I will always work, it’s a personal thing, I need the intellectual stimulation. However I know that the thing that matters most to me is not a midlife career, it’s my family. Mother’s Day was perfectly timed for me this year – all I ever ask my boys is that they give me their time on the day which they did generously. The sun was shining which inspired me to dress for Spring.
They made a lovely breakfast ( a definite advantage to having older children).
We went out for a long lunch in a country pub and they made me laugh lots as they always do – you can tell by our faces that Mr MC has just said something he shouldn’t!
It’s so rare for us all to be together now that I find myself insisting on a selfie every time (not that I ever get a sensible one)
They brought me cups of tea on demand all day…
…and were unusually willing to keep on taking photos for my blog so even though I wasn’t wearing anything particularly new to talk to you about, I’ve included them. It was my fifth Mother’s Day without my own mum so I switched my wedding and engagement rings over so I could wear the ones that belonged to her and my grandmother.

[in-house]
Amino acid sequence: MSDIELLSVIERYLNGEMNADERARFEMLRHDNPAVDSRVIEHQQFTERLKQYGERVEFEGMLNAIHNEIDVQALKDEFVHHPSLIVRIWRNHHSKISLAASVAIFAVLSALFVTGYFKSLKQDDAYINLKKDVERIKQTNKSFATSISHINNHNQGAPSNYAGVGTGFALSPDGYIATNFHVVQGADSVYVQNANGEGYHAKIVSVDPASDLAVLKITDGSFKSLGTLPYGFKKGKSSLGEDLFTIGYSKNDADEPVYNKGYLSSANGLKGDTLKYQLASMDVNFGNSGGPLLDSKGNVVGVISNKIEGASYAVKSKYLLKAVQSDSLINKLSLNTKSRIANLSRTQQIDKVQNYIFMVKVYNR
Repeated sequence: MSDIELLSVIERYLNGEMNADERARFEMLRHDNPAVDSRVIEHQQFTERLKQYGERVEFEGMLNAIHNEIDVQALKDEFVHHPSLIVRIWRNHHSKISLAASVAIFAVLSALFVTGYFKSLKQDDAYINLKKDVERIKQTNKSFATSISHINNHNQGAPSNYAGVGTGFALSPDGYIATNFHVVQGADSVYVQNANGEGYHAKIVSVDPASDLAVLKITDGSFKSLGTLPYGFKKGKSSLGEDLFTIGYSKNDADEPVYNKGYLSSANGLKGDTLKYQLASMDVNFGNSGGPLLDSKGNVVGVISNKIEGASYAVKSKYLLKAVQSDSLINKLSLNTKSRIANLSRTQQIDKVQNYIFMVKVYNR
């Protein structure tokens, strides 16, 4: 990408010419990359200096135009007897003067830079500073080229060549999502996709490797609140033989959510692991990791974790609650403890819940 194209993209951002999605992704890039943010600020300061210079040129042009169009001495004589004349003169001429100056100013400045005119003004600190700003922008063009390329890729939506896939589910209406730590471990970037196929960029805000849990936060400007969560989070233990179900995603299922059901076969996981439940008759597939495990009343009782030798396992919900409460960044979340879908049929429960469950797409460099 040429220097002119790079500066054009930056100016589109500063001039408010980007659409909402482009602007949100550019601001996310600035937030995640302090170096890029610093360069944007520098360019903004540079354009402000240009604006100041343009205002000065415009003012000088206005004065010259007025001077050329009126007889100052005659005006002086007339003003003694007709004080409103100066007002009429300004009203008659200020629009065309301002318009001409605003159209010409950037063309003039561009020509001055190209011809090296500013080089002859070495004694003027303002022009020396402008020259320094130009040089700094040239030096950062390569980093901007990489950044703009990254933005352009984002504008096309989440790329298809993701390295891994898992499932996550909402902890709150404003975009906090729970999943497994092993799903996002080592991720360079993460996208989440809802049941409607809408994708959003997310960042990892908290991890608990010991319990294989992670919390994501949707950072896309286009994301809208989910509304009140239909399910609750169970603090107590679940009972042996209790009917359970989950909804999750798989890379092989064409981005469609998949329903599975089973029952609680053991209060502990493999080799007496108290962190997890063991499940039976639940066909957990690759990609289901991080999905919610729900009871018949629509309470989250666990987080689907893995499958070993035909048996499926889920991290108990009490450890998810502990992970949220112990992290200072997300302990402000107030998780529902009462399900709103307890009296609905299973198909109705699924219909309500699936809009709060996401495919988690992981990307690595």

So that’s it, the end of my work life balance saga or maybe the beginning of a different one. Every woman has her own version of a similar story and I know we all do our very best for our children according to our circumstances. It’s very personal and whatever you choose no-one should judge you, not even you yourself. I’ve taken the leap and I’m freefalling into a new life. It’s sad to know I will probably never again have an impressive job title that makes people take notice but I’m taking Coco Chanel’s advice:
“How many cares one loses when one decides not to be something…but to be someone”
If you’d like to see the journey unfold over the last year, here are the posts discussing work life balance from the beginning
I must finish by saying thank you again to you all for your support as I’ve been discussing work life balance. You’ve taken the time to share your thoughts and wisdom with me and you’ve kept cheering me on, it’s given me so much strength. Do stay with me to share in this next stage and keep in touch, I love hearing about your experiences and you have no idea how much I appreciate every single comment.